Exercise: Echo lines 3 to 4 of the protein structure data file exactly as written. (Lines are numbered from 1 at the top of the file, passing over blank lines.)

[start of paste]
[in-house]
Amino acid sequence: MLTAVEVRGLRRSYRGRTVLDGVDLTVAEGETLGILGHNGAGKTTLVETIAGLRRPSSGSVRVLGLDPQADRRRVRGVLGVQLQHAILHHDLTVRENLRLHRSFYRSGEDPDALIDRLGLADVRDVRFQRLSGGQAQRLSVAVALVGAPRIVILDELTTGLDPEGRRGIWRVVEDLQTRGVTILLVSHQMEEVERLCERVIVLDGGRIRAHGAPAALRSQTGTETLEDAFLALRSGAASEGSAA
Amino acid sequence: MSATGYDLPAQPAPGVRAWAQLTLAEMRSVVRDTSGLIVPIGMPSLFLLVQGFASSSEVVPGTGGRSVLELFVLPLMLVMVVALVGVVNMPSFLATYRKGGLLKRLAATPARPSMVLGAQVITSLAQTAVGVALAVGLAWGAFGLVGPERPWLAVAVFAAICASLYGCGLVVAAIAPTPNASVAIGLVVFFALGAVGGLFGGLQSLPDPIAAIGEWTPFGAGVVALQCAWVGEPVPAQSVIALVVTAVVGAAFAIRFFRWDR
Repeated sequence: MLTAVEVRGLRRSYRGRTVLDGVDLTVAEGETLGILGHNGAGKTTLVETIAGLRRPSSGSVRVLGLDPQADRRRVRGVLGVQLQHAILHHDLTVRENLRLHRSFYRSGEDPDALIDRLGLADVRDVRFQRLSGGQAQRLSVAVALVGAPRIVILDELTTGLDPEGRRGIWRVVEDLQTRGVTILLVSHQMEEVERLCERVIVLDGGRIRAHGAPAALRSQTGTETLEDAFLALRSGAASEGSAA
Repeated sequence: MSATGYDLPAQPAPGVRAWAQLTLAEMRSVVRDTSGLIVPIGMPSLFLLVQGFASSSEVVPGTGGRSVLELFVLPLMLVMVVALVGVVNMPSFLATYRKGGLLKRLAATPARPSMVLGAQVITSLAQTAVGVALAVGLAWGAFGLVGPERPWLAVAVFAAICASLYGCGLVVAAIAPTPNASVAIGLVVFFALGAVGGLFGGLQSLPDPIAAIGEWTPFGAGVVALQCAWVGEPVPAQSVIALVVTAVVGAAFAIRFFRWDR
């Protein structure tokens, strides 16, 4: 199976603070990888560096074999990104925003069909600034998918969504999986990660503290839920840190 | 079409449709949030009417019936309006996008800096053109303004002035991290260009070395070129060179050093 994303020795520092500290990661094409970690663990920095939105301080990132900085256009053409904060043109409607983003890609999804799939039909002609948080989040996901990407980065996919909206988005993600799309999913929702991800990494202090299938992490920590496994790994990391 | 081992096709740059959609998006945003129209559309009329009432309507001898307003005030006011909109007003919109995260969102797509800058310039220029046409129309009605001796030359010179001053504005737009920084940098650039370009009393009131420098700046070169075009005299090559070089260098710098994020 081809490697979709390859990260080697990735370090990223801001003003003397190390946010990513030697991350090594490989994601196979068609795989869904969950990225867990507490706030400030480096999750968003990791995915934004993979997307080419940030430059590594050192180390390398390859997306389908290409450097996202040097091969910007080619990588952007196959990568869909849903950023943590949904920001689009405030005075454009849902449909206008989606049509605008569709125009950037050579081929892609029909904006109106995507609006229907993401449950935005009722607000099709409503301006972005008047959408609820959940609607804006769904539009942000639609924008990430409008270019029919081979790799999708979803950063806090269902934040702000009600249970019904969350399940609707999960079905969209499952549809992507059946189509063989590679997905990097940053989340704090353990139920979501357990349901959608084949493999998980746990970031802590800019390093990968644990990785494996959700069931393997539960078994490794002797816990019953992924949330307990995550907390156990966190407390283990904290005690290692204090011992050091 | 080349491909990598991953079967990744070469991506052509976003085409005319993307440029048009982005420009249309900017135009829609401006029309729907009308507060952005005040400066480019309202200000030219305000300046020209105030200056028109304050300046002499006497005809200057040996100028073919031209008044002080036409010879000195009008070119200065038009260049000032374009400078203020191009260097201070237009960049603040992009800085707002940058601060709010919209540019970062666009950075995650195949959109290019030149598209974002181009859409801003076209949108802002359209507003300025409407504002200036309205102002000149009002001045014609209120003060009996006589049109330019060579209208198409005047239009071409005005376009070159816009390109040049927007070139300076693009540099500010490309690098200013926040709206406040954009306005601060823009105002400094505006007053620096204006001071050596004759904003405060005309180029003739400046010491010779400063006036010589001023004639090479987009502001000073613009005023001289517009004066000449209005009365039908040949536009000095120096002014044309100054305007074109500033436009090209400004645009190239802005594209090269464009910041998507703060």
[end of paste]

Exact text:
Amino acid sequence: MSATGYDLPAQPAPGVRAWAQLTLAEMRSVVRDTSGLIVPIGMPSLFLLVQGFASSSEVVPGTGGRSVLELFVLPLMLVMVVALVGVVNMPSFLATYRKGGLLKRLAATPARPSMVLGAQVITSLAQTAVGVALAVGLAWGAFGLVGPERPWLAVAVFAAICASLYGCGLVVAAIAPTPNASVAIGLVVFFALGAVGGLFGGLQSLPDPIAAIGEWTPFGAGVVALQCAWVGEPVPAQSVIALVVTAVVGAAFAIRFFRWDR
Repeated sequence: MLTAVEVRGLRRSYRGRTVLDGVDLTVAEGETLGILGHNGAGKTTLVETIAGLRRPSSGSVRVLGLDPQADRRRVRGVLGVQLQHAILHHDLTVRENLRLHRSFYRSGEDPDALIDRLGLADVRDVRFQRLSGGQAQRLSVAVALVGAPRIVILDELTTGLDPEGRRGIWRVVEDLQTRGVTILLVSHQMEEVERLCERVIVLDGGRIRAHGAPAALRSQTGTETLEDAFLALRSGAASEGSAA